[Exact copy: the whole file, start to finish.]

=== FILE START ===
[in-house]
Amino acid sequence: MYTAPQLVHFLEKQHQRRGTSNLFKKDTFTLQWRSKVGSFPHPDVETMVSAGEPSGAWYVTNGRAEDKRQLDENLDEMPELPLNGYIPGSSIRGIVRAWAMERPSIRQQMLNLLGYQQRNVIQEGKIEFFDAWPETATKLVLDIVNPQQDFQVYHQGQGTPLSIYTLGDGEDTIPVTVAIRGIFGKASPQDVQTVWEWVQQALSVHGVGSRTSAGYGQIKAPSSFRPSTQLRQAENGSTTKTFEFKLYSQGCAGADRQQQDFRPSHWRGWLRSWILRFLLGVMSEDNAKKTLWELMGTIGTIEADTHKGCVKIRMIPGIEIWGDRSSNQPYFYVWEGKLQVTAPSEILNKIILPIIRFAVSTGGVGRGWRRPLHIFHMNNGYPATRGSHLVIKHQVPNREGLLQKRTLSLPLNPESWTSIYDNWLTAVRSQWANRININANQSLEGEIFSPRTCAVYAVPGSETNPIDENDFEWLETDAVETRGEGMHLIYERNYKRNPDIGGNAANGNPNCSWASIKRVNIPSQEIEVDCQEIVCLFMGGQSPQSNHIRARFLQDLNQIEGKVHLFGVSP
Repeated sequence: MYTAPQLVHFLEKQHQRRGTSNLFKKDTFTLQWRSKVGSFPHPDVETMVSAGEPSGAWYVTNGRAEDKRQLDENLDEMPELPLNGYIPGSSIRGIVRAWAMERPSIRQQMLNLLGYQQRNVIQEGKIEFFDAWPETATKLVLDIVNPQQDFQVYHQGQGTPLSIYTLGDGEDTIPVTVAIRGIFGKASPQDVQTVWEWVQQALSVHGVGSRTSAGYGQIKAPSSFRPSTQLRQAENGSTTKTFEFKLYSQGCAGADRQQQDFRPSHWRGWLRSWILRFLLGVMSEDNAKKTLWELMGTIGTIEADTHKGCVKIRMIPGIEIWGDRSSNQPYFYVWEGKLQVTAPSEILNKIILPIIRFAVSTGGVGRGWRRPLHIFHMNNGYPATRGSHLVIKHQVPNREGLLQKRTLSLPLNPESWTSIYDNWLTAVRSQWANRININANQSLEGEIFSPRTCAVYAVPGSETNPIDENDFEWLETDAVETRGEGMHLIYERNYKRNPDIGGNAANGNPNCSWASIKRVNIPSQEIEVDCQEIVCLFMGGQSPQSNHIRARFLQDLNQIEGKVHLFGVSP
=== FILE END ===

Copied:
[in-house]
Amino acid sequence: MYTAPQLVHFLEKQHQRRGTSNLFKKDTFTLQWRSKVGSFPHPDVETMVSAGEPSGAWYVTNGRAEDKRQLDENLDEMPELPLNGYIPGSSIRGIVRAWAMERPSIRQQMLNLLGYQQRNVIQEGKIEFFDAWPETATKLVLDIVNPQQDFQVYHQGQGTPLSIYTLGDGEDTIPVTVAIRGIFGKASPQDVQTVWEWVQQALSVHGVGSRTSAGYGQIKAPSSFRPSTQLRQAENGSTTKTFEFKLYSQGCAGADRQQQDFRPSHWRGWLRSWILRFLLGVMSEDNAKKTLWELMGTIGTIEADTHKGCVKIRMIPGIEIWGDRSSNQPYFYVWEGKLQVTAPSEILNKIILPIIRFAVSTGGVGRGWRRPLHIFHMNNGYPATRGSHLVIKHQVPNREGLLQKRTLSLPLNPESWTSIYDNWLTAVRSQWANRININANQSLEGEIFSPRTCAVYAVPGSETNPIDENDFEWLETDAVETRGEGMHLIYERNYKRNPDIGGNAANGNPNCSWASIKRVNIPSQEIEVDCQEIVCLFMGGQSPQSNHIRARFLQDLNQIEGKVHLFGVSP
Repeated sequence: MYTAPQLVHFLEKQHQRRGTSNLFKKDTFTLQWRSKVGSFPHPDVETMVSAGEPSGAWYVTNGRAEDKRQLDENLDEMPELPLNGYIPGSSIRGIVRAWAMERPSIRQQMLNLLGYQQRNVIQEGKIEFFDAWPETATKLVLDIVNPQQDFQVYHQGQGTPLSIYTLGDGEDTIPVTVAIRGIFGKASPQDVQTVWEWVQQALSVHGVGSRTSAGYGQIKAPSSFRPSTQLRQAENGSTTKTFEFKLYSQGCAGADRQQQDFRPSHWRGWLRSWILRFLLGVMSEDNAKKTLWELMGTIGTIEADTHKGCVKIRMIPGIEIWGDRSSNQPYFYVWEGKLQVTAPSEILNKIILPIIRFAVSTGGVGRGWRRPLHIFHMNNGYPATRGSHLVIKHQVPNREGLLQKRTLSLPLNPESWTSIYDNWLTAVRSQWANRININANQSLEGEIFSPRTCAVYAVPGSETNPIDENDFEWLETDAVETRGEGMHLIYERNYKRNPDIGGNAANGNPNCSWASIKRVNIPSQEIEVDCQEIVCLFMGGQSPQSNHIRARFLQDLNQIEGKVHLFGVSP